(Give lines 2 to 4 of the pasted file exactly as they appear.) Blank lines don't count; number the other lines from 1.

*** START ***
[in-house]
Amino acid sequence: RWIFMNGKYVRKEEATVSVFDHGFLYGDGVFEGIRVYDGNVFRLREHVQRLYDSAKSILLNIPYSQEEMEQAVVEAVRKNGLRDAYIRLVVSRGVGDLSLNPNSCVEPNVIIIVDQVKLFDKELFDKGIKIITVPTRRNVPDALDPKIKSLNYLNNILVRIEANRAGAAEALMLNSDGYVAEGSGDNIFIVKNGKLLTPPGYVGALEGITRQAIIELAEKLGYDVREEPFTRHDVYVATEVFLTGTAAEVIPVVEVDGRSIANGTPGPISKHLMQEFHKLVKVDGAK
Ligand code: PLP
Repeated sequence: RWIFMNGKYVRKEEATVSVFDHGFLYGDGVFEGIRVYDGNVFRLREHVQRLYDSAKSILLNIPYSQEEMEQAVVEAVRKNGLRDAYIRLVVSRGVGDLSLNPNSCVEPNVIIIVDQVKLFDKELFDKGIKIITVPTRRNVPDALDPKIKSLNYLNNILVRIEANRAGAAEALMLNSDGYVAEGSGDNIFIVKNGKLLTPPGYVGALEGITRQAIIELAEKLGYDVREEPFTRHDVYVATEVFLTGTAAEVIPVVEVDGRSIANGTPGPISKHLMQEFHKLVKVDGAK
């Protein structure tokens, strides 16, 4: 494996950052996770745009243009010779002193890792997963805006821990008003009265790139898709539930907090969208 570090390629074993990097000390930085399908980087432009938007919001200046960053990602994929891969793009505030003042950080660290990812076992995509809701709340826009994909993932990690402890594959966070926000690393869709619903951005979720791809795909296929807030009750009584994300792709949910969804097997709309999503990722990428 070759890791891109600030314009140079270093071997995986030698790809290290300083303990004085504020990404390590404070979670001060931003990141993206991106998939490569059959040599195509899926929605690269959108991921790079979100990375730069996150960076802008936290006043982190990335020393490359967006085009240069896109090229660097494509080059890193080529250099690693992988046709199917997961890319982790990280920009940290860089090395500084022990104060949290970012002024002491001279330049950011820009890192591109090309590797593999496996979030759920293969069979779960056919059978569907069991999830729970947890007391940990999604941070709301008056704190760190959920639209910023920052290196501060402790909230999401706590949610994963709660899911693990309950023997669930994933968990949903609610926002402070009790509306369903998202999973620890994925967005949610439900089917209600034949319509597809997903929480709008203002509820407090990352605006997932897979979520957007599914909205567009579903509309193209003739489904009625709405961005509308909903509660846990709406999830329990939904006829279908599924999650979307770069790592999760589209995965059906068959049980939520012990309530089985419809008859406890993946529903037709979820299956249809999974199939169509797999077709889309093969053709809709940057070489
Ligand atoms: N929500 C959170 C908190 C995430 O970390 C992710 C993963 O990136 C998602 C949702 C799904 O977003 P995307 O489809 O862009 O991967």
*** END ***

Amino acid sequence: RWIFMNGKYVRKEEATVSVFDHGFLYGDGVFEGIRVYDGNVFRLREHVQRLYDSAKSILLNIPYSQEEMEQAVVEAVRKNGLRDAYIRLVVSRGVGDLSLNPNSCVEPNVIIIVDQVKLFDKELFDKGIKIITVPTRRNVPDALDPKIKSLNYLNNILVRIEANRAGAAEALMLNSDGYVAEGSGDNIFIVKNGKLLTPPGYVGALEGITRQAIIELAEKLGYDVREEPFTRHDVYVATEVFLTGTAAEVIPVVEVDGRSIANGTPGPISKHLMQEFHKLVKVDGAK
Ligand code: PLP
Repeated sequence: RWIFMNGKYVRKEEATVSVFDHGFLYGDGVFEGIRVYDGNVFRLREHVQRLYDSAKSILLNIPYSQEEMEQAVVEAVRKNGLRDAYIRLVVSRGVGDLSLNPNSCVEPNVIIIVDQVKLFDKELFDKGIKIITVPTRRNVPDALDPKIKSLNYLNNILVRIEANRAGAAEALMLNSDGYVAEGSGDNIFIVKNGKLLTPPGYVGALEGITRQAIIELAEKLGYDVREEPFTRHDVYVATEVFLTGTAAEVIPVVEVDGRSIANGTPGPISKHLMQEFHKLVKVDGAK